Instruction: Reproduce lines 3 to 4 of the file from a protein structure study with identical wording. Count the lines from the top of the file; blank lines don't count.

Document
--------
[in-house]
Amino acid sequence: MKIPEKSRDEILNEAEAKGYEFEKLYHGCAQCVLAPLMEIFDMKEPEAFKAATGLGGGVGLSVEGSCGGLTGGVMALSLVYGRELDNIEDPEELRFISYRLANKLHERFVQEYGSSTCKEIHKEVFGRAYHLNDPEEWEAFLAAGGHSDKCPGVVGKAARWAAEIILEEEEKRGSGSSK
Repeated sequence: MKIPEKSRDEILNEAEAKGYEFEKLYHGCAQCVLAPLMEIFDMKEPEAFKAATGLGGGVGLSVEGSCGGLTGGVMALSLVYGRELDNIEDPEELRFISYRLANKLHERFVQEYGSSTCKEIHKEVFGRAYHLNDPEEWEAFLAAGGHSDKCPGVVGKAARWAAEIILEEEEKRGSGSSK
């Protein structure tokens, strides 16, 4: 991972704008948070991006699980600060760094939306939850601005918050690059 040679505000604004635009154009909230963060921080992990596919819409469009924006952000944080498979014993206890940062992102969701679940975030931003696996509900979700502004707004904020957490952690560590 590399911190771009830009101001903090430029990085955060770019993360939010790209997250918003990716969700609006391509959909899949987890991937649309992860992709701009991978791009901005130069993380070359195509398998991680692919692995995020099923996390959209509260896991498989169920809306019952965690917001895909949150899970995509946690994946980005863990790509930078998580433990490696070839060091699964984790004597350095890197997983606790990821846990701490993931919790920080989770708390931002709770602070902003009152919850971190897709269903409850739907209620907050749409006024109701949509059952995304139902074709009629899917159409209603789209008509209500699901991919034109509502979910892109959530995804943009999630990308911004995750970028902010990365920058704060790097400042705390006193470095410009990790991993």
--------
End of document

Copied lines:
Repeated sequence: MKIPEKSRDEILNEAEAKGYEFEKLYHGCAQCVLAPLMEIFDMKEPEAFKAATGLGGGVGLSVEGSCGGLTGGVMALSLVYGRELDNIEDPEELRFISYRLANKLHERFVQEYGSSTCKEIHKEVFGRAYHLNDPEEWEAFLAAGGHSDKCPGVVGKAARWAAEIILEEEEKRGSGSSK
């Protein structure tokens, strides 16, 4: 991972704008948070991006699980600060760094939306939850601005918050690059 040679505000604004635009154009909230963060921080992990596919819409469009924006952000944080498979014993206890940062992102969701679940975030931003696996509900979700502004707004904020957490952690560590 590399911190771009830009101001903090430029990085955060770019993360939010790209997250918003990716969700609006391509959909899949987890991937649309992860992709701009991978791009901005130069993380070359195509398998991680692919692995995020099923996390959209509260896991498989169920809306019952965690917001895909949150899970995509946690994946980005863990790509930078998580433990490696070839060091699964984790004597350095890197997983606790990821846990701490993931919790920080989770708390931002709770602070902003009152919850971190897709269903409850739907209620907050749409006024109701949509059952995304139902074709009629899917159409209603789209008509209500699901991919034109509502979910892109959530995804943009999630990308911004995750970028902010990365920058704060790097400042705390006193470095410009990790991993």